This week social media and news sites have been ablaze with debate about William Pooley – the British nurse brought back to London for treatment after contracting Ebola in Sierra Leone.
He’s been described in comments left on mainstream news sites as ‘foolish’, ‘selfish’ and in one particularly choice reaction as ‘SCUM, putting another country (the UK) at risk’.
Thankfully there are also millions of people who see William Pooley for what he is: a selfless hero who made a measured decision to help where he could.
William Pooley is a medical professional
William Pooley was not a ‘misguided gap year student’ looking for an ‘African adventure’ to tell his friends. He is a trained nurse, with a valuable skill to offer in a country whose medical capacity has been dwarfed by the Ebola virus.
He fully understood the risk he was putting himself in and made a measured decision to help, taking as many precautions as he could.
Working in the Sierra Leone government health system
William Pooley was already plugged into the government health system in Sierra Leone. He was based in Freetown for a six month placement at a hospice caring for people with HIV, cancer and TB. When he heard that there were health centres treating the Ebola epidemic, he went where there was greater need.
No risk to the UK
When William Pooley discovered he had contracted Ebola, he immediately alerted authorities and was placed in isolation – precisely what ActionAid and the World Health Organisation (WHO) have been telling anyone who suspects they have Ebola to do.
UK Government ministers and health officials agreed to fly him back to Britain after they decided there was “no risk” that his repatriation would cause an outbreak in the UK.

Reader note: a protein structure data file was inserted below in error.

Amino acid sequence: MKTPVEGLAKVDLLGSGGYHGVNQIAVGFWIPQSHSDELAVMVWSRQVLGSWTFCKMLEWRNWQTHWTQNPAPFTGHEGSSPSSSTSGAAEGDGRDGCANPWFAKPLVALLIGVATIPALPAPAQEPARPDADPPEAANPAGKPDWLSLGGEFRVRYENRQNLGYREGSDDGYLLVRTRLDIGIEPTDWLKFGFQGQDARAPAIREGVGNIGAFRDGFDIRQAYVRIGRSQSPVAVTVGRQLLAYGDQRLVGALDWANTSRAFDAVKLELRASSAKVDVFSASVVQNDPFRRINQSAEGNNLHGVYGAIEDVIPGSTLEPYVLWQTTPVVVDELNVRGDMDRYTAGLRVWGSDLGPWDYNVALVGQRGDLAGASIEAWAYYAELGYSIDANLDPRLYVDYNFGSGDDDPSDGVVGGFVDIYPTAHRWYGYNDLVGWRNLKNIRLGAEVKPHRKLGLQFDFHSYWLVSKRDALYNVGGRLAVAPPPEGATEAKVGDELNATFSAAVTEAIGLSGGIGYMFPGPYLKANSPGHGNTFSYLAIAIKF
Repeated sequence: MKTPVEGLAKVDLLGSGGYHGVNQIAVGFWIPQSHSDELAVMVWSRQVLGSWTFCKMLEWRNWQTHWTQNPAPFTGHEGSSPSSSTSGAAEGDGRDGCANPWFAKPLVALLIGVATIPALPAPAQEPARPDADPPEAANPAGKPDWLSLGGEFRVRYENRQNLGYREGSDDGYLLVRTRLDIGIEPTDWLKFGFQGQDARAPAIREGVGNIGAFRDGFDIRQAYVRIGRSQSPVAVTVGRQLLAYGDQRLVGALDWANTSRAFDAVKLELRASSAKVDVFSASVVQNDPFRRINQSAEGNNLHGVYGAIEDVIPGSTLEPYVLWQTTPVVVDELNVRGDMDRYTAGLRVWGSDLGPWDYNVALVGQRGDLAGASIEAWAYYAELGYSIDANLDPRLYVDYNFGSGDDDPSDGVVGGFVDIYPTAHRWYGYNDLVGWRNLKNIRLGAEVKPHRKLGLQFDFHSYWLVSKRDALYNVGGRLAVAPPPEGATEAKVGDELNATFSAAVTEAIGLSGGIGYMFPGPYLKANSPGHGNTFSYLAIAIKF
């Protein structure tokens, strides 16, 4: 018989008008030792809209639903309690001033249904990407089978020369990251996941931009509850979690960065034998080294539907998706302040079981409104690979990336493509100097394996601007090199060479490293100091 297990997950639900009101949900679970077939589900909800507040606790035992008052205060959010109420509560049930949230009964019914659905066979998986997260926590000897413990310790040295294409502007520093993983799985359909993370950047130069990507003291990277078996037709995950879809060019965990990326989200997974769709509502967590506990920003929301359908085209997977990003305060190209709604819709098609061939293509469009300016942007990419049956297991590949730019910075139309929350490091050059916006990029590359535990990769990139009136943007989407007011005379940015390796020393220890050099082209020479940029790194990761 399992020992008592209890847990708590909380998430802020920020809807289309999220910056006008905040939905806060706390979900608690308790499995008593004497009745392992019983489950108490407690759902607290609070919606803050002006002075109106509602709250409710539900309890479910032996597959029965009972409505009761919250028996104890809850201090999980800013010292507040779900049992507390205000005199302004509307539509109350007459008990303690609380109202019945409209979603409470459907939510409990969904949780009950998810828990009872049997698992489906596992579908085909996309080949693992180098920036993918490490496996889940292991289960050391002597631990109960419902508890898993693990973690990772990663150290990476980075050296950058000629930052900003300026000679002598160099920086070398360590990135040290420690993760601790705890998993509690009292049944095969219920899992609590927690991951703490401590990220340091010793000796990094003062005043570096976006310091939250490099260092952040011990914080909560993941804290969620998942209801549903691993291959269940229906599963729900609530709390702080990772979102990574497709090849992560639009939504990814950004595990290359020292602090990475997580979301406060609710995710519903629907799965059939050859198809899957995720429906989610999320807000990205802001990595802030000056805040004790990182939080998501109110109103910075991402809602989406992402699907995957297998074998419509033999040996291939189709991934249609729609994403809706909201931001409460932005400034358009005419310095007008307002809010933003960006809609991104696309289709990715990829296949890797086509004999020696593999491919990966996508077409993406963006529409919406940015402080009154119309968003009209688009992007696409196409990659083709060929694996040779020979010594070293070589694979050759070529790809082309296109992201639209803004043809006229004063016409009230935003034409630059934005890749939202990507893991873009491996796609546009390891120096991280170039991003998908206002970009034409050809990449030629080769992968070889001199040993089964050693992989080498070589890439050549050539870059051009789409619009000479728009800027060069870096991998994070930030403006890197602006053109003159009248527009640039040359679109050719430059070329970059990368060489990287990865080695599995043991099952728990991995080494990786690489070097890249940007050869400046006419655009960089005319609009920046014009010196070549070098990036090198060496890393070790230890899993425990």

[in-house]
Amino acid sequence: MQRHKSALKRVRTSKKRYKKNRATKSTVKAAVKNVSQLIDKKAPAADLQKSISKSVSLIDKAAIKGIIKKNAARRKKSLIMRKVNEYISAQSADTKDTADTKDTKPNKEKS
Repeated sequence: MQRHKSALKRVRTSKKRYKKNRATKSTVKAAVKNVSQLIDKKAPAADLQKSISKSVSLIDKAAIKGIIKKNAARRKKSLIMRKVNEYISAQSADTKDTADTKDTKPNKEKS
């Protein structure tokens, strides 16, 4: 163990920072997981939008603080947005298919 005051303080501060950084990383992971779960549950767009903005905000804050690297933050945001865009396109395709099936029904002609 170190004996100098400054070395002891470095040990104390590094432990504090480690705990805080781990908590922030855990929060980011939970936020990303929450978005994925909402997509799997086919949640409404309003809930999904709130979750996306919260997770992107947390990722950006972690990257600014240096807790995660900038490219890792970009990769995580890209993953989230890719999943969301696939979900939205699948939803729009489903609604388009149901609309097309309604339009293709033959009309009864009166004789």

Pooley’s hospital bed is reported to be surrounded by a specially-designed tent with its own controlled ventilation system and only specially-trained medical staff are allowed to treat him. He is in the best and safest possible place.
On the frontline of the Ebola response
William Pooley is just one of many brave women and men working across the world in unstable and often dangerous environments. ActionAid’s local staff working on the frontline of the Ebola response in Liberia and Sierra Leone are among them.
The safety of our staff on the ground is always the top agenda item in our daily Ebola emergency response meetings. But for as long as they can, ActionAid staff will continue to roll out our public health programmes, educating people how to protect themselves against Ebola and delivering food aid to families who have been stigmatised by the virus or can’t reach the market because of strict quarantine measures.
Because of the expertise and skill of ActionAid’s local staff, I thankfully don’t have to travel to Sierra Leone or Liberia to make a difference. I have to focus on supporting our programme teams the best I can. But medical workers undoubtedly have tougher choices to make. Ebola affected countries are calling out for medical assistance. William Pooley responded to that call.
I for one commend him for it and wish him a full and speedy recovery.